How to protect your technology from power loss and surges
Weather, especially storms, can be threatening to electronic equipment. It is important to be weather-savvy and apply protective measures to keep your computers in good shape. You’d be surprised what a bad storm can do to your technology. Over the years, I have seen several “fried” computer systems. The worst case was in a basement that had suffered water damage from a leak. After a severe thunder and lightning storm, the client noticed a bad smell from the area where the computer was located. The power supply had been burnt from an electrical surge. Severe power surges can even start fires. Such extreme cases are rare, but you should still take sensible precautions.
If you have a lot of technology, you should install surge protectors into your house’s electric wiring. My technicians do not recommend power strips; a simple power strip surge protector can be “zapped” after only a few surges, and you might not even know it. It will still work fine as an electrical distributor, but it will no longer protect your devices against surges. In freaky storms, sometimes electricity can shoot right through the TV cables and telephone lines. If your outside lines get hit by lightning, the electricity might “blow up” your router/modem and possibly even the TV set/computer, too. Consider installing special surge protection devices into these lines as well.
Even with these protective steps, a power outage can still impact your computers. Every laptop has a built-in battery that can keep things running for a while, but a desktop doesn’t. Without this battery buffer, a total power loss will cause a device to shut down abruptly. This can cause physical damage and/or file corruption, especially if your computer was in the process of a Windows update. This type of power fluctuation can also blow out the circuits. Have you ever had a light go bad after you switched in on and off quickly? It’s something like this.
Luckily, there is an affordable device available to protect your electronics from power losses and electrical surges – the UPS, or Uninterruptible Power Supply. A UPS is a big, heavy power tower with multiple electrical outlets to plug your devices into that offers surge protection and backup battery power. But be aware, not all the power outlets are equal on a UPS. All outlets usually provide surge protection, but only about half of them provide power from the built-in battery packs in case the power goes off (these are generally labeled “battery backup”).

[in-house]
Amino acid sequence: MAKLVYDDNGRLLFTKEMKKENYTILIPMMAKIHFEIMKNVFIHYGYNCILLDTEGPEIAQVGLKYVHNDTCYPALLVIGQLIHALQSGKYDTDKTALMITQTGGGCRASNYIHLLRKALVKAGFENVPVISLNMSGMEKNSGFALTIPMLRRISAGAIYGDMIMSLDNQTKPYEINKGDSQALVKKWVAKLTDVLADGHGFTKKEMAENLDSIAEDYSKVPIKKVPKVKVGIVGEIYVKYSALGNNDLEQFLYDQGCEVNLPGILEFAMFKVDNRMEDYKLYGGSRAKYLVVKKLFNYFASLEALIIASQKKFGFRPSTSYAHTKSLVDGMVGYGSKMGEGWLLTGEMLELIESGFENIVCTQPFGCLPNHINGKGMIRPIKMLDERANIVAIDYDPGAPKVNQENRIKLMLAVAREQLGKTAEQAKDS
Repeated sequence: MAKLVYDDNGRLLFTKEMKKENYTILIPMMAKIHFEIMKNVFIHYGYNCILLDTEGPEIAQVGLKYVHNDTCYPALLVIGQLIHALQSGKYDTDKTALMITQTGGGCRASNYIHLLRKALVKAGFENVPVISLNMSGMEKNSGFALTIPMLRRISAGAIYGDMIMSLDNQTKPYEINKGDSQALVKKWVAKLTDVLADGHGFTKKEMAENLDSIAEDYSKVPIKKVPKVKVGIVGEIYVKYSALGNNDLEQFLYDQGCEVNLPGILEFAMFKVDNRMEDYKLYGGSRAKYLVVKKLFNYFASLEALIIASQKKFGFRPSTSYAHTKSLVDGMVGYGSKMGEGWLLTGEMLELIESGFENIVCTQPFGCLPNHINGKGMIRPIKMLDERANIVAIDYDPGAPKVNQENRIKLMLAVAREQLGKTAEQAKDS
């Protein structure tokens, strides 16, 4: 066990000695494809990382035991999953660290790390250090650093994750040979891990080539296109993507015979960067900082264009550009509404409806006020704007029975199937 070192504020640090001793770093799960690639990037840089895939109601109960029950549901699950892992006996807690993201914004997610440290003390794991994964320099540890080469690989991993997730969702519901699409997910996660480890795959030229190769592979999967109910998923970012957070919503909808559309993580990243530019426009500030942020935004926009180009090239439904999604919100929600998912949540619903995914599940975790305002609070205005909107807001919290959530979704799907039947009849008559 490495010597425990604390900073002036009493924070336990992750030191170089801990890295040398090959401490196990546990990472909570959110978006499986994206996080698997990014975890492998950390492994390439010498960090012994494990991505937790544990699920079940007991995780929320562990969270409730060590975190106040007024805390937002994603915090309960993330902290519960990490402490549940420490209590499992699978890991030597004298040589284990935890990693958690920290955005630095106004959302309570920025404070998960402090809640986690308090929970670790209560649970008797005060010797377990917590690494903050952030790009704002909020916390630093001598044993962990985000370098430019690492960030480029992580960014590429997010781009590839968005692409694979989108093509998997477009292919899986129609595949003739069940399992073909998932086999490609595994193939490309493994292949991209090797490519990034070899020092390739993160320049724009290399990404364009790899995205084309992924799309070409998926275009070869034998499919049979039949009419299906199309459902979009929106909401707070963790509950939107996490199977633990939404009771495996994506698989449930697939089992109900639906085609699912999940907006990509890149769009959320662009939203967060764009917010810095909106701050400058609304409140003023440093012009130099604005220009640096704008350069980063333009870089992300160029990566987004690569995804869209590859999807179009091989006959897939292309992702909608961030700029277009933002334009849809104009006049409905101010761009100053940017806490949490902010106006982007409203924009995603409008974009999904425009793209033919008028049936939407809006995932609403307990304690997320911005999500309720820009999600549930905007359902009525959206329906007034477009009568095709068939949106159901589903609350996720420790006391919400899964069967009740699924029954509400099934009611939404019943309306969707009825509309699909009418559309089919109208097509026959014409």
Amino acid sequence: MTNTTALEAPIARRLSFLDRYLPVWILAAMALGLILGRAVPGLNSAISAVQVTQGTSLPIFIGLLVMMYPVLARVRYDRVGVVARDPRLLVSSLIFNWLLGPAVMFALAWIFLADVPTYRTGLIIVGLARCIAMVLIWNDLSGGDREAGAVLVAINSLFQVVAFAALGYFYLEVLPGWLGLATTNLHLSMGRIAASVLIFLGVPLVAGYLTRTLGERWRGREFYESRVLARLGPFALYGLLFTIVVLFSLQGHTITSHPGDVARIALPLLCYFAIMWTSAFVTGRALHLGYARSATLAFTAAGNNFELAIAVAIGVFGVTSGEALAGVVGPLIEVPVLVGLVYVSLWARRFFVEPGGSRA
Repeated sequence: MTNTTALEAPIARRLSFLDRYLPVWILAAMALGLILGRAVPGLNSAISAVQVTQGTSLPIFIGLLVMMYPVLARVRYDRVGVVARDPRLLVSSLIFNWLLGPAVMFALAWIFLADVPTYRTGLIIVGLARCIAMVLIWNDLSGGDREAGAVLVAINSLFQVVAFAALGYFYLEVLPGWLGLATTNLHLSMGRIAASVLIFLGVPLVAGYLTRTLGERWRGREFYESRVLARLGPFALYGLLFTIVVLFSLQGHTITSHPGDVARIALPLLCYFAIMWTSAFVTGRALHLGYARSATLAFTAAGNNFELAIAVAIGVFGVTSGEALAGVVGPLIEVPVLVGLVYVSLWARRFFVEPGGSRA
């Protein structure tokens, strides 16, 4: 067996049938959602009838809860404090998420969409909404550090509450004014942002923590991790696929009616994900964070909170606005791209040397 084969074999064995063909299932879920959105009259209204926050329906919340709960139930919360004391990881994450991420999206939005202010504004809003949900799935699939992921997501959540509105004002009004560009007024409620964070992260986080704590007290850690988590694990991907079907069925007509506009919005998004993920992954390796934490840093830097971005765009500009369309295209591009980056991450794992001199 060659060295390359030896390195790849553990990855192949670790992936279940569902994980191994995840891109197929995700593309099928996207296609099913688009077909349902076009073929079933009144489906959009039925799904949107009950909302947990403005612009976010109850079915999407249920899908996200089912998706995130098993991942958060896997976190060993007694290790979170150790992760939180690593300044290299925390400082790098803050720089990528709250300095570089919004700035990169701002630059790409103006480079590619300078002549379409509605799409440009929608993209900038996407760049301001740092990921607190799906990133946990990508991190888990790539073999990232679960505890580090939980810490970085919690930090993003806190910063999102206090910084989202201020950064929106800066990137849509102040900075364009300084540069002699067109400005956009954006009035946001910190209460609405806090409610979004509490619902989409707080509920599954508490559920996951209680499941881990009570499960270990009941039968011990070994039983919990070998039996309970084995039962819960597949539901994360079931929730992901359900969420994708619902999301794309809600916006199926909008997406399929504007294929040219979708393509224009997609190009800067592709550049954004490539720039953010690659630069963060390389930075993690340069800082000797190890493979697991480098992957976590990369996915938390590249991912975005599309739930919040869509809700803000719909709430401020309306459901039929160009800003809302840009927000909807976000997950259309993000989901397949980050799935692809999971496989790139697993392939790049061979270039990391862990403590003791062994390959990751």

Use the UPS’s battery backup outlets to plug in things you need to keep running, such as your desktop computer, screen, and the router. When the power goes out, these devices will then continue working on the battery’s power. Once you notice that the UPS has kicked in, you should save and close your files, and shut down your computer normally. The time you have to take care of these essential tasks depends on how powerful your UPS is and how much power each device drains. Do not plug in something like a laser printer into the battery backup outlets; the moment you lose power in your house, the battery will try to take over, and the high demand of a laser printer will drain the batteries in seconds.
How do you know your UPS has kicked in? It emits a high-pitched beeping noise when power is lost, to alert you to the fact that your devices are now dependent on its batteries. It is important to be alerted when this happens so you can take care of your devices and shut them down properly, otherwise, especially during the day time, you might not even notice that the power went off. However, this noise can be obnoxious, and unplugging the UPS from the wall will not stop the beeping (because the unit perceives being unplugged as a power outage). The UPS will have a button to turn off the noise, and another button to power down the UPS itself, but remember, powering it off completely cuts off the power to devices still connected to it. Don’t press the wrong button by accident.
But what happens when there is a power outage and you are not around to shut down the computer properly? Well, if the power comes back on within the UPS’s capacity limits, everything’s good. But if it’s a long outage, once the batteries in the UPS are emptied, all connected devices will abruptly turn off, which could damage them.
One way to avoid this is to purchase a UPS with a USB connection. Through the USB cable, a special software on the computer can then monitor the status of the UPS. It can be set up to shut down the computer after a certain number of minutes during a power outage so there’s no harm to the system.
But whether or not you suffer from weather this year, don’t forget to backup your data on a regular basis. In the case of bad storm damage, your homeowners policy should cover the cost of new hardware, but what about your software and data? Your personal files and photos are irreplaceable. A few summers ago, the home of one of our favorite clients experienced a severe lightning strike while they were away, and it killed all of their technology. Their home office and personal computers were completely “fried.” But even though the hard drives were toast, a full image of their most important disk had been backed up recently. We were then able to get their new system set up with their old data and programs. Whew.